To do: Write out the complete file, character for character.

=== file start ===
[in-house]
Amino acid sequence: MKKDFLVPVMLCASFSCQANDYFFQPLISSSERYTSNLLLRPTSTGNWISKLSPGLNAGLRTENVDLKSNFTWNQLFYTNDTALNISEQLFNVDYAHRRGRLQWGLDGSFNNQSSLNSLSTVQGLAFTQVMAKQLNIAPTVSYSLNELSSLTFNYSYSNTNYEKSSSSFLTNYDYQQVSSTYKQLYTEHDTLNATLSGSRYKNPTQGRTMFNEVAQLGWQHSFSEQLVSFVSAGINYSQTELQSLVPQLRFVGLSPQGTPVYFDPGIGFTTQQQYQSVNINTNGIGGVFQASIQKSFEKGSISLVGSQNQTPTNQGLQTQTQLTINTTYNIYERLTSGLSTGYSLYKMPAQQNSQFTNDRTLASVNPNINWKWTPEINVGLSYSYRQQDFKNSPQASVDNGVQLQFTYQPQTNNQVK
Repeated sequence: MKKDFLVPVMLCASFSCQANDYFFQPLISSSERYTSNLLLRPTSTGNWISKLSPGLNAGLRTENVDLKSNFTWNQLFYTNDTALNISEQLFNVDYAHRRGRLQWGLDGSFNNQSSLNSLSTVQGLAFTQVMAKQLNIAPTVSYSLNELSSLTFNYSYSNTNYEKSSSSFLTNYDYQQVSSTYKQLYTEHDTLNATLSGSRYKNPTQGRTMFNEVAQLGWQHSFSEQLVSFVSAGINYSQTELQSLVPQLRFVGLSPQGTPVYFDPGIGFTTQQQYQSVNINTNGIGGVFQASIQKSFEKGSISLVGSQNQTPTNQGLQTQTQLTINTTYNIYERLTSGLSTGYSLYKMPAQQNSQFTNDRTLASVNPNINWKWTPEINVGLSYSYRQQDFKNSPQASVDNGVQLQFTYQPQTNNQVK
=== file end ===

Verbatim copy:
[in-house]
Amino acid sequence: MKKDFLVPVMLCASFSCQANDYFFQPLISSSERYTSNLLLRPTSTGNWISKLSPGLNAGLRTENVDLKSNFTWNQLFYTNDTALNISEQLFNVDYAHRRGRLQWGLDGSFNNQSSLNSLSTVQGLAFTQVMAKQLNIAPTVSYSLNELSSLTFNYSYSNTNYEKSSSSFLTNYDYQQVSSTYKQLYTEHDTLNATLSGSRYKNPTQGRTMFNEVAQLGWQHSFSEQLVSFVSAGINYSQTELQSLVPQLRFVGLSPQGTPVYFDPGIGFTTQQQYQSVNINTNGIGGVFQASIQKSFEKGSISLVGSQNQTPTNQGLQTQTQLTINTTYNIYERLTSGLSTGYSLYKMPAQQNSQFTNDRTLASVNPNINWKWTPEINVGLSYSYRQQDFKNSPQASVDNGVQLQFTYQPQTNNQVK
Repeated sequence: MKKDFLVPVMLCASFSCQANDYFFQPLISSSERYTSNLLLRPTSTGNWISKLSPGLNAGLRTENVDLKSNFTWNQLFYTNDTALNISEQLFNVDYAHRRGRLQWGLDGSFNNQSSLNSLSTVQGLAFTQVMAKQLNIAPTVSYSLNELSSLTFNYSYSNTNYEKSSSSFLTNYDYQQVSSTYKQLYTEHDTLNATLSGSRYKNPTQGRTMFNEVAQLGWQHSFSEQLVSFVSAGINYSQTELQSLVPQLRFVGLSPQGTPVYFDPGIGFTTQQQYQSVNINTNGIGGVFQASIQKSFEKGSISLVGSQNQTPTNQGLQTQTQLTINTTYNIYERLTSGLSTGYSLYKMPAQQNSQFTNDRTLASVNPNINWKWTPEINVGLSYSYRQQDFKNSPQASVDNGVQLQFTYQPQTNNQVK